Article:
• The introduction of a standard definition for the term 'flood' in home building, home contents, strata title and small business insurance policies (Insurance Policies), thereby reducing confusion as to the scope of any flood cover in the policy and increasing the efficiency with which insurers can manage flood claims.
  • The requirement that insurers clearly inform consumers in writing whether their Insurance Policies provide flood cover.
  • The requirement that insurers provide consumers with a Key Facts Sheet containing key information in relation to their Insurance Policies in a concise, easy to understand format, so that they know exactly what is and is not covered by their policy.19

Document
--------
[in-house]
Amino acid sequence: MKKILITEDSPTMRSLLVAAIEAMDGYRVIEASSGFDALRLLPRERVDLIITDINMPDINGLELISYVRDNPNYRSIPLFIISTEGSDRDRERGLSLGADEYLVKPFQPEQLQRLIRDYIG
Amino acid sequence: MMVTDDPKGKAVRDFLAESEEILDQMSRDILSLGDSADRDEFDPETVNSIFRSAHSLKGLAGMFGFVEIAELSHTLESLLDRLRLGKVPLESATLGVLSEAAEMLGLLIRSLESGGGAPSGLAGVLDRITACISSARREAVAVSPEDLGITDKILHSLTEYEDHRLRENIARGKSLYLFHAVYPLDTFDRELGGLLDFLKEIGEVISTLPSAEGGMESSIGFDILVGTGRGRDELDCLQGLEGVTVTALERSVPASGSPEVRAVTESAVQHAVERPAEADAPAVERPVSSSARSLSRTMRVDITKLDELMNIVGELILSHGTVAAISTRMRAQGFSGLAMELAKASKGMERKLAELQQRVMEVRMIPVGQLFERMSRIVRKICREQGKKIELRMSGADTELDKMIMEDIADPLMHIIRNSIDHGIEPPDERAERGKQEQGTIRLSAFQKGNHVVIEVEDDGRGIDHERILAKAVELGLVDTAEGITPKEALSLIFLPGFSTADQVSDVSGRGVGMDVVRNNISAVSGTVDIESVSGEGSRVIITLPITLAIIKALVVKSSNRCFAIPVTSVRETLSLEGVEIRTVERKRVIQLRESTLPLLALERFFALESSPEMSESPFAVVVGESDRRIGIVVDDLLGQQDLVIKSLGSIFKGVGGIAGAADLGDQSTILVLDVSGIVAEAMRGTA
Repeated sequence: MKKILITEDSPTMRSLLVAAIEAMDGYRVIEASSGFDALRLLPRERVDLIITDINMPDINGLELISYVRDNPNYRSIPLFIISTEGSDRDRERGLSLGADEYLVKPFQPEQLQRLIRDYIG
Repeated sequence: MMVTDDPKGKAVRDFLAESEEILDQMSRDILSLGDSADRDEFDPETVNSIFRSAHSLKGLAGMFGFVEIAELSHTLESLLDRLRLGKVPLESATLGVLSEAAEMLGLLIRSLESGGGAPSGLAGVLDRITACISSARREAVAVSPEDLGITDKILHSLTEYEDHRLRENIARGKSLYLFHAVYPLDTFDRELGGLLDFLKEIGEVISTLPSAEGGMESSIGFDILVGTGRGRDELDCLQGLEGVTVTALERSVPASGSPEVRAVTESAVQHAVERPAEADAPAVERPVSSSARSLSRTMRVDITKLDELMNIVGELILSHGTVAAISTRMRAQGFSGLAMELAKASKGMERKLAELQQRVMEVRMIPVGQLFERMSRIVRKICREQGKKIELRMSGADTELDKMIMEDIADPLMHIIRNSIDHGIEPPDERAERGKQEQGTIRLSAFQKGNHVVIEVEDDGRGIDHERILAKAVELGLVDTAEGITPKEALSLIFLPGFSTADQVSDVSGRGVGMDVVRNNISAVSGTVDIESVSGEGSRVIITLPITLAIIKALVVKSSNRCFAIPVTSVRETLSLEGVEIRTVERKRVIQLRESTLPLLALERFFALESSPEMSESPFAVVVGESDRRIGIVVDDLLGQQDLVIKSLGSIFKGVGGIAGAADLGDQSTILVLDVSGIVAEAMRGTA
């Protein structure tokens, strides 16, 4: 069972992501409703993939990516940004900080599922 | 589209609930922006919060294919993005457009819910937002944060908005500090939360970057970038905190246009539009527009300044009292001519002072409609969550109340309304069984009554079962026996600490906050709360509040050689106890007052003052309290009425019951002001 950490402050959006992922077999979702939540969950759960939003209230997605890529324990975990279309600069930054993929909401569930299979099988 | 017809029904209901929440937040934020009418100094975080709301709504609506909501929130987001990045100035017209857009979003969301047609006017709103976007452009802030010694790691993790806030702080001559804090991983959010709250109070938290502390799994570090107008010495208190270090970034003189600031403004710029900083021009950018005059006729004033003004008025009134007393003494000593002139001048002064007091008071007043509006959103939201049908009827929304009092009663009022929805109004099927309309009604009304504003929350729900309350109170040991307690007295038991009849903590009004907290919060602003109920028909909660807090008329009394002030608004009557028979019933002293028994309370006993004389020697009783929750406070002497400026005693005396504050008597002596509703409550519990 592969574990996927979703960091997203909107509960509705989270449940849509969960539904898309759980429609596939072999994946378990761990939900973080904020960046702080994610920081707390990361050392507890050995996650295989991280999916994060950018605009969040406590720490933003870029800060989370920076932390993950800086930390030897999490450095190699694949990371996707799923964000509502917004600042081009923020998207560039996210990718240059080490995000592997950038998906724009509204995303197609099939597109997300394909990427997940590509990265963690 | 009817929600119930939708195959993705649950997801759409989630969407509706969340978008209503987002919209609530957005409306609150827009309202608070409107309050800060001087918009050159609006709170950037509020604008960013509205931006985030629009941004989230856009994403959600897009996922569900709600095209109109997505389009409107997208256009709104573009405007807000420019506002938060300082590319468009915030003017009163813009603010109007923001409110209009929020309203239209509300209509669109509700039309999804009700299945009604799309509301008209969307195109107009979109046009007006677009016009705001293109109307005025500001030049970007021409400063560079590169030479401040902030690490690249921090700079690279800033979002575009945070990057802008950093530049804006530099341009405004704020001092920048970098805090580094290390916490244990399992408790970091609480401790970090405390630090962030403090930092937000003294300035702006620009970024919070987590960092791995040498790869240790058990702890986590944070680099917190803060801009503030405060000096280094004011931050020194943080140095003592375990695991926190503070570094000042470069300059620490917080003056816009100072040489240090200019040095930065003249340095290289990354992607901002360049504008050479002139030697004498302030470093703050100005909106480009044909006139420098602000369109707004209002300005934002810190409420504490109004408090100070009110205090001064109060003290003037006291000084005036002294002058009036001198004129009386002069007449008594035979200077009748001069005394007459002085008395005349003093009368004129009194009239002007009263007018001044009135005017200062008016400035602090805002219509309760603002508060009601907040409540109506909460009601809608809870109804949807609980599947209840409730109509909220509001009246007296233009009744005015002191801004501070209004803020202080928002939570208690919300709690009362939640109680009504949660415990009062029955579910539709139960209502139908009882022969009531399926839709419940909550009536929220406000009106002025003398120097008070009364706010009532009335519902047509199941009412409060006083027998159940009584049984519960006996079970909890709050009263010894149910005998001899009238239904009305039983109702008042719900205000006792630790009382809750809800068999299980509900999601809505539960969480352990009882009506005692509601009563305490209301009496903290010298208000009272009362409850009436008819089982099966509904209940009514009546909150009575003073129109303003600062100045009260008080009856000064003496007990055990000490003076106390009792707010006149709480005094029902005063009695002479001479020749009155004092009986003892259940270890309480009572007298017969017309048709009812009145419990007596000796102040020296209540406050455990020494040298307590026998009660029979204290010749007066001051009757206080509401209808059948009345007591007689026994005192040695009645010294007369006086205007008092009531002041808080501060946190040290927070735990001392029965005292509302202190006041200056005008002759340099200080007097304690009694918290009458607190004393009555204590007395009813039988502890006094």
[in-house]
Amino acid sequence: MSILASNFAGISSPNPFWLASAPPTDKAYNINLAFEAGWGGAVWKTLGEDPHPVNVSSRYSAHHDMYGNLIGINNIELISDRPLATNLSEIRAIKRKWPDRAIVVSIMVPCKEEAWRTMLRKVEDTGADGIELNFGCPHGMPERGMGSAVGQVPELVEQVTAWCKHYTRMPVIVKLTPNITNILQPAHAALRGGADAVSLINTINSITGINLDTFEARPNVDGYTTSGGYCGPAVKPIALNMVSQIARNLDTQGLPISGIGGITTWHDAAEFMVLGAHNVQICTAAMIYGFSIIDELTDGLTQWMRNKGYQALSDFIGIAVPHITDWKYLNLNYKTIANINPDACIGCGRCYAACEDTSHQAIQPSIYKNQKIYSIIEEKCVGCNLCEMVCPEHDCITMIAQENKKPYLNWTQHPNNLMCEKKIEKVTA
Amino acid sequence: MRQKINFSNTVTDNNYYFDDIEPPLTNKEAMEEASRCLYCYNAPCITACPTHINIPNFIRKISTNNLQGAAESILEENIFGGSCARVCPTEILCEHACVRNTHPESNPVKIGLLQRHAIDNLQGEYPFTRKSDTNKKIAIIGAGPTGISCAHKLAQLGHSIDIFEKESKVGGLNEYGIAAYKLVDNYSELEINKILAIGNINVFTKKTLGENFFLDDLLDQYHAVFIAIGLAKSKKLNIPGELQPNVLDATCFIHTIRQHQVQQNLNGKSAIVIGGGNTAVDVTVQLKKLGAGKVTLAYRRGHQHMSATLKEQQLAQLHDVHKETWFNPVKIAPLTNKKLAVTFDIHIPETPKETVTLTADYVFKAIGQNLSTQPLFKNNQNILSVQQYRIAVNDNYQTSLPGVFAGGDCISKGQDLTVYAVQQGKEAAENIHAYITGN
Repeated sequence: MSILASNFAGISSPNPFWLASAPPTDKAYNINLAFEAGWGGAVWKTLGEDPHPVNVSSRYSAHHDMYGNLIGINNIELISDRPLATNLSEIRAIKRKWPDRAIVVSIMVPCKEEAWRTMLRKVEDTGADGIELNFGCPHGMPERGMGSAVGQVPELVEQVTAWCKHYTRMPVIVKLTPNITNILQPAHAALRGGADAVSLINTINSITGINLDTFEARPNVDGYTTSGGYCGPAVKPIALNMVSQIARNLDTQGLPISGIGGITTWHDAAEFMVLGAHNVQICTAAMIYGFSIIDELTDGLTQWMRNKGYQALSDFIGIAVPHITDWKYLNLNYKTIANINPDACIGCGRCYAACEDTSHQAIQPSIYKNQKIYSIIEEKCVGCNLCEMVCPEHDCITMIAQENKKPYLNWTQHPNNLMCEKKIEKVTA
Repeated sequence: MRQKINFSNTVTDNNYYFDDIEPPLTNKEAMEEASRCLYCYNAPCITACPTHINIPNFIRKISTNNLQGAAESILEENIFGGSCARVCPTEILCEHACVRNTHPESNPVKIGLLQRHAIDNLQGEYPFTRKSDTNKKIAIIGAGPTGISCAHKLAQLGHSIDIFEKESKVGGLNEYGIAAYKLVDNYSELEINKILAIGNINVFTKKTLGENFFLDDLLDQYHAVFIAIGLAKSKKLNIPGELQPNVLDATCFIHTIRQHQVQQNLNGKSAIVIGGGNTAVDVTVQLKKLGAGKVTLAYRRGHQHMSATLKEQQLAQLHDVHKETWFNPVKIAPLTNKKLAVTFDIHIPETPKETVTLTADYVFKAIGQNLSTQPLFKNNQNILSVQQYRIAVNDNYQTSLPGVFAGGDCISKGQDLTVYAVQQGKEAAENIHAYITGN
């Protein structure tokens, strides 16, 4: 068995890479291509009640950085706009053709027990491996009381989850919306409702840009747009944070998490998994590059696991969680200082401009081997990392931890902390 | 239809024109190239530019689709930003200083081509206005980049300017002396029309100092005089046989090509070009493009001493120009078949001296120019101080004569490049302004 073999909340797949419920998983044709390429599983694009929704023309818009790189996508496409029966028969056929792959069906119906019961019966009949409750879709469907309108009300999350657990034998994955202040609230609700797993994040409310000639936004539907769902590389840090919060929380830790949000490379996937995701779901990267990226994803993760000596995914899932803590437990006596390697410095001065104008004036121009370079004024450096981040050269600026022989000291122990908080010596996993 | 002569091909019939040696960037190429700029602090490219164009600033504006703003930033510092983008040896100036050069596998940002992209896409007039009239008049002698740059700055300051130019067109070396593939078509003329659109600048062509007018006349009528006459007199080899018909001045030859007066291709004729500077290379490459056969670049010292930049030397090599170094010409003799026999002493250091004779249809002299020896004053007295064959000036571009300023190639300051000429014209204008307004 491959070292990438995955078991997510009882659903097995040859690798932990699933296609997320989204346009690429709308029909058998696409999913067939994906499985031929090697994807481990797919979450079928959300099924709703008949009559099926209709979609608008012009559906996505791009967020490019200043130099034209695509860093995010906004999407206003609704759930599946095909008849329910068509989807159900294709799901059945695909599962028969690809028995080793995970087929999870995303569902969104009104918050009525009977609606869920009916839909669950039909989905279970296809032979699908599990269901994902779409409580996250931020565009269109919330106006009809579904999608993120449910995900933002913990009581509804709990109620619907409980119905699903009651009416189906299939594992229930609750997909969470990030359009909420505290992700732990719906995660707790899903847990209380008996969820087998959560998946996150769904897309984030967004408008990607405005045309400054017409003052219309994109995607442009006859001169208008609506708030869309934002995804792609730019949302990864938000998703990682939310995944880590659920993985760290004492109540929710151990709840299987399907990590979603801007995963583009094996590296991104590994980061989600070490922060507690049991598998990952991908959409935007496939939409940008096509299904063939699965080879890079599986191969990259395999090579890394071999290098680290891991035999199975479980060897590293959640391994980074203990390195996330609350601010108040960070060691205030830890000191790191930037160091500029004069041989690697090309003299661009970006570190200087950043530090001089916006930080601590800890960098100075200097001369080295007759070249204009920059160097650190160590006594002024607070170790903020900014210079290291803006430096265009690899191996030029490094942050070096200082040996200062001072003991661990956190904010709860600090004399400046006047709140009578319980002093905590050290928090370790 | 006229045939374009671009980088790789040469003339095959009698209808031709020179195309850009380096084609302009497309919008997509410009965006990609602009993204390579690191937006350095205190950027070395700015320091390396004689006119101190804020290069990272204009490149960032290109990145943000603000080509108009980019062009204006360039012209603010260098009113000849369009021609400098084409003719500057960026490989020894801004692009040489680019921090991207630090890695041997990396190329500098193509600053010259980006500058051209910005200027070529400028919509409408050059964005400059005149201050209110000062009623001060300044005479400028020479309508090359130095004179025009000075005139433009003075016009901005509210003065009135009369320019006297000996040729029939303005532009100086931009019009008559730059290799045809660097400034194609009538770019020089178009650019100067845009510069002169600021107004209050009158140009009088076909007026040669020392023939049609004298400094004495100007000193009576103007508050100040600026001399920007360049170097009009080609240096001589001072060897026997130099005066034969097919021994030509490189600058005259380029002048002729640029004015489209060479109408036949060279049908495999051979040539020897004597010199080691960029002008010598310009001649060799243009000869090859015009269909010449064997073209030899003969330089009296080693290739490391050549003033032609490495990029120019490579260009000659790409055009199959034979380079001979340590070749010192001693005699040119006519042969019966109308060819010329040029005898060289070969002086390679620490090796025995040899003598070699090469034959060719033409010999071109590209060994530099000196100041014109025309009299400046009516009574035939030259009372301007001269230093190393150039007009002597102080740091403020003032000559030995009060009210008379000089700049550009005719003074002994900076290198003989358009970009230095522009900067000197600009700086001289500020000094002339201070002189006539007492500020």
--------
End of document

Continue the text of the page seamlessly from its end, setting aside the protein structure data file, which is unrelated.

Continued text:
These reforms were implemented by the Insurance Contracts Amendment Regulation 2012 (Cth), which inserted a new Division 8 in Part II, and Part IV of the Insurance Contracts Regulation 1985 (Cth).

  • The Insurance Council of Australia revised the General Insurance Code of Practice to insert a new section 4 applying to catastrophes and disasters resulting in a large number of claims. Section 4 effectively excuses insurers that are signatories to the Code from strict compliance with the standards and timeframes in the Code for claims management.

Further clarity with respect to the scope of cover of Insurance Policies came with the enactment on 15 April 2012 of the Insurance Contracts Amendment Act 2012 (Cth) (2012 Amendment). The 2012 Amendment revised the drafting of section 37D in the 2011 Amendment, providing certainty that flood cover would not inadvertently be provided in circumstances where the policy wording included both an express flood benefit and an express flood exclusion, yet the policy schedule made clear that only the express flood exclusion applied (that is, in circumstances where the policy schedule switched off the express flood benefit and switched on the express flood exclusion).20